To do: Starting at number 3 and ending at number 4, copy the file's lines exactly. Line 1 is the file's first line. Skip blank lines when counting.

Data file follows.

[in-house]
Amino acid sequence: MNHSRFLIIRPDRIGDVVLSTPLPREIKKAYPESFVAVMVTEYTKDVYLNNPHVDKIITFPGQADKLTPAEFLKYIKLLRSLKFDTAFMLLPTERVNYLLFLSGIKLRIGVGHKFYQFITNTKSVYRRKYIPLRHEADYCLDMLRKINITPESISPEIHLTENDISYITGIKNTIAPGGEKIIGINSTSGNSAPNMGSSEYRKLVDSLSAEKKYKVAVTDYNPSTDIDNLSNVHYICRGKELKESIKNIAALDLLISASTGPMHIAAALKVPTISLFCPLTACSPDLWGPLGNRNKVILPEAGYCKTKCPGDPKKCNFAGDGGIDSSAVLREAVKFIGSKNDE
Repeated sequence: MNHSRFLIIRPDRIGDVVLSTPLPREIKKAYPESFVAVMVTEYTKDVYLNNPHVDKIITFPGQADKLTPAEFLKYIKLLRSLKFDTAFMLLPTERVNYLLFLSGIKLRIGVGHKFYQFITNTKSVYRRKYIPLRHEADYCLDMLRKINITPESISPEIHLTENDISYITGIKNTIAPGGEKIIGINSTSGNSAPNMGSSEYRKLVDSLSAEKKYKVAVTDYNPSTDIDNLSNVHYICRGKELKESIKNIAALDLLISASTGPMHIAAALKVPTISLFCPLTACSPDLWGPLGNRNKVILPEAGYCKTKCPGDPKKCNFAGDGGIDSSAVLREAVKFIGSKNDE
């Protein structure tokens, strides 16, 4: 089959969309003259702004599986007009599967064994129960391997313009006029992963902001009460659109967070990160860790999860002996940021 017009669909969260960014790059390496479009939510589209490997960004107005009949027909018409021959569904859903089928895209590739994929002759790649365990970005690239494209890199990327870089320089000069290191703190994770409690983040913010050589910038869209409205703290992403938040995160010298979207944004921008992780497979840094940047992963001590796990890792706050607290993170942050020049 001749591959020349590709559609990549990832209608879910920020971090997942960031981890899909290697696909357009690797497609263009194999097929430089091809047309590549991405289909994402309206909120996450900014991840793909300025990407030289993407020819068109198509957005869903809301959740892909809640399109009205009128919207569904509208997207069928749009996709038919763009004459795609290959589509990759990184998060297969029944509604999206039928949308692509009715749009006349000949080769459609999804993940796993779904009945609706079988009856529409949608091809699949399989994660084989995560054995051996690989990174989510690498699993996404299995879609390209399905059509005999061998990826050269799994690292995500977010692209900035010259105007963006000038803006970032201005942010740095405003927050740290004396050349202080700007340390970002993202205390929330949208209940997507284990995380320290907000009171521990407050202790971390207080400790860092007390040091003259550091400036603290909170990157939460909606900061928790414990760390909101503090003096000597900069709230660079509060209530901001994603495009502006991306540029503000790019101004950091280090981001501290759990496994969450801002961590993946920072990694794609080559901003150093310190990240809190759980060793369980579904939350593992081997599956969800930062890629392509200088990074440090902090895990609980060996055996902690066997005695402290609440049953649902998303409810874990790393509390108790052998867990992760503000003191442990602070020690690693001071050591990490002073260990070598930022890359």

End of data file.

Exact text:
Repeated sequence: MNHSRFLIIRPDRIGDVVLSTPLPREIKKAYPESFVAVMVTEYTKDVYLNNPHVDKIITFPGQADKLTPAEFLKYIKLLRSLKFDTAFMLLPTERVNYLLFLSGIKLRIGVGHKFYQFITNTKSVYRRKYIPLRHEADYCLDMLRKINITPESISPEIHLTENDISYITGIKNTIAPGGEKIIGINSTSGNSAPNMGSSEYRKLVDSLSAEKKYKVAVTDYNPSTDIDNLSNVHYICRGKELKESIKNIAALDLLISASTGPMHIAAALKVPTISLFCPLTACSPDLWGPLGNRNKVILPEAGYCKTKCPGDPKKCNFAGDGGIDSSAVLREAVKFIGSKNDE
């Protein structure tokens, strides 16, 4: 089959969309003259702004599986007009599967064994129960391997313009006029992963902001009460659109967070990160860790999860002996940021 017009669909969260960014790059390496479009939510589209490997960004107005009949027909018409021959569904859903089928895209590739994929002759790649365990970005690239494209890199990327870089320089000069290191703190994770409690983040913010050589910038869209409205703290992403938040995160010298979207944004921008992780497979840094940047992963001590796990890792706050607290993170942050020049 001749591959020349590709559609990549990832209608879910920020971090997942960031981890899909290697696909357009690797497609263009194999097929430089091809047309590549991405289909994402309206909120996450900014991840793909300025990407030289993407020819068109198509957005869903809301959740892909809640399109009205009128919207569904509208997207069928749009996709038919763009004459795609290959589509990759990184998060297969029944509604999206039928949308692509009715749009006349000949080769459609999804993940796993779904009945609706079988009856529409949608091809699949399989994660084989995560054995051996690989990174989510690498699993996404299995879609390209399905059509005999061998990826050269799994690292995500977010692209900035010259105007963006000038803006970032201005942010740095405003927050740290004396050349202080700007340390970002993202205390929330949208209940997507284990995380320290907000009171521990407050202790971390207080400790860092007390040091003259550091400036603290909170990157939460909606900061928790414990760390909101503090003096000597900069709230660079509060209530901001994603495009502006991306540029503000790019101004950091280090981001501290759990496994969450801002961590993946920072990694794609080559901003150093310190990240809190759980060793369980579904939350593992081997599956969800930062890629392509200088990074440090902090895990609980060996055996902690066997005695402290609440049953649902998303409810874990790393509390108790052998867990992760503000003191442990602070020690690693001071050591990490002073260990070598930022890359």